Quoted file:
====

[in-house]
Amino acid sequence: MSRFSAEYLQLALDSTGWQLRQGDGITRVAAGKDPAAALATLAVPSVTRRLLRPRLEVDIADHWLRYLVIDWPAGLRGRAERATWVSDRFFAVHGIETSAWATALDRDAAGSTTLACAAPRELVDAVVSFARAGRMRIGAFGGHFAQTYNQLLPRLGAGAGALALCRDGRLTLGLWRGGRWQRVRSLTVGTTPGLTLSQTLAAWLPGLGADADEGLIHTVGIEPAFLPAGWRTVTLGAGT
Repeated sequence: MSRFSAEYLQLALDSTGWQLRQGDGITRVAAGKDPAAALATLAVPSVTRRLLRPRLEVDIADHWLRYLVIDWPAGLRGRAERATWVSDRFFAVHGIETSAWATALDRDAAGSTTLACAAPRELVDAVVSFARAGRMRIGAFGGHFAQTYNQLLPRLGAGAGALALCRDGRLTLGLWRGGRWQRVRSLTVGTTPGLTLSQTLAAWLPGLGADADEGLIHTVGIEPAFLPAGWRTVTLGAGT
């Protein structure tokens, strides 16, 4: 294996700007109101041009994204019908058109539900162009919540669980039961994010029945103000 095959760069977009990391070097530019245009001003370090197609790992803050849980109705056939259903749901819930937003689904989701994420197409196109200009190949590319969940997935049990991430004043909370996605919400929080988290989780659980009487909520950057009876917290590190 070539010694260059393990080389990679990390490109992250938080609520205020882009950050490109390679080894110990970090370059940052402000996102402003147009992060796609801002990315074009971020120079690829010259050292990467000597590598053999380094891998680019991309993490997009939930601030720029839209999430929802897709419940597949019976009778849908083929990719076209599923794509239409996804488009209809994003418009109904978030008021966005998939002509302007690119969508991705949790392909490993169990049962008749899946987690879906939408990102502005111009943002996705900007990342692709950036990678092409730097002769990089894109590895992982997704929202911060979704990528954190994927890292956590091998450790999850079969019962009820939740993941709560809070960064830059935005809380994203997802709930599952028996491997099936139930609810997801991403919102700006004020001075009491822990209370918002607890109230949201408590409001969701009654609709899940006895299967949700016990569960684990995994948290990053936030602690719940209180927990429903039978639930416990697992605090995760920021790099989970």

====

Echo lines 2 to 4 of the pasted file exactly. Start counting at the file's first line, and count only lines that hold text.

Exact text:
Amino acid sequence: MSRFSAEYLQLALDSTGWQLRQGDGITRVAAGKDPAAALATLAVPSVTRRLLRPRLEVDIADHWLRYLVIDWPAGLRGRAERATWVSDRFFAVHGIETSAWATALDRDAAGSTTLACAAPRELVDAVVSFARAGRMRIGAFGGHFAQTYNQLLPRLGAGAGALALCRDGRLTLGLWRGGRWQRVRSLTVGTTPGLTLSQTLAAWLPGLGADADEGLIHTVGIEPAFLPAGWRTVTLGAGT
Repeated sequence: MSRFSAEYLQLALDSTGWQLRQGDGITRVAAGKDPAAALATLAVPSVTRRLLRPRLEVDIADHWLRYLVIDWPAGLRGRAERATWVSDRFFAVHGIETSAWATALDRDAAGSTTLACAAPRELVDAVVSFARAGRMRIGAFGGHFAQTYNQLLPRLGAGAGALALCRDGRLTLGLWRGGRWQRVRSLTVGTTPGLTLSQTLAAWLPGLGADADEGLIHTVGIEPAFLPAGWRTVTLGAGT
């Protein structure tokens, strides 16, 4: 294996700007109101041009994204019908058109539900162009919540669980039961994010029945103000 095959760069977009990391070097530019245009001003370090197609790992803050849980109705056939259903749901819930937003689904989701994420197409196109200009190949590319969940997935049990991430004043909370996605919400929080988290989780659980009487909520950057009876917290590190 070539010694260059393990080389990679990390490109992250938080609520205020882009950050490109390679080894110990970090370059940052402000996102402003147009992060796609801002990315074009971020120079690829010259050292990467000597590598053999380094891998680019991309993490997009939930601030720029839209999430929802897709419940597949019976009778849908083929990719076209599923794509239409996804488009209809994003418009109904978030008021966005998939002509302007690119969508991705949790392909490993169990049962008749899946987690879906939408990102502005111009943002996705900007990342692709950036990678092409730097002769990089894109590895992982997704929202911060979704990528954190994927890292956590091998450790999850079969019962009820939740993941709560809070960064830059935005809380994203997802709930599952028996491997099936139930609810997801991403919102700006004020001075009491822990209370918002607890109230949201408590409001969701009654609709899940006895299967949700016990569960684990995994948290990053936030602690719940209180927990429903039978639930416990697992605090995760920021790099989970």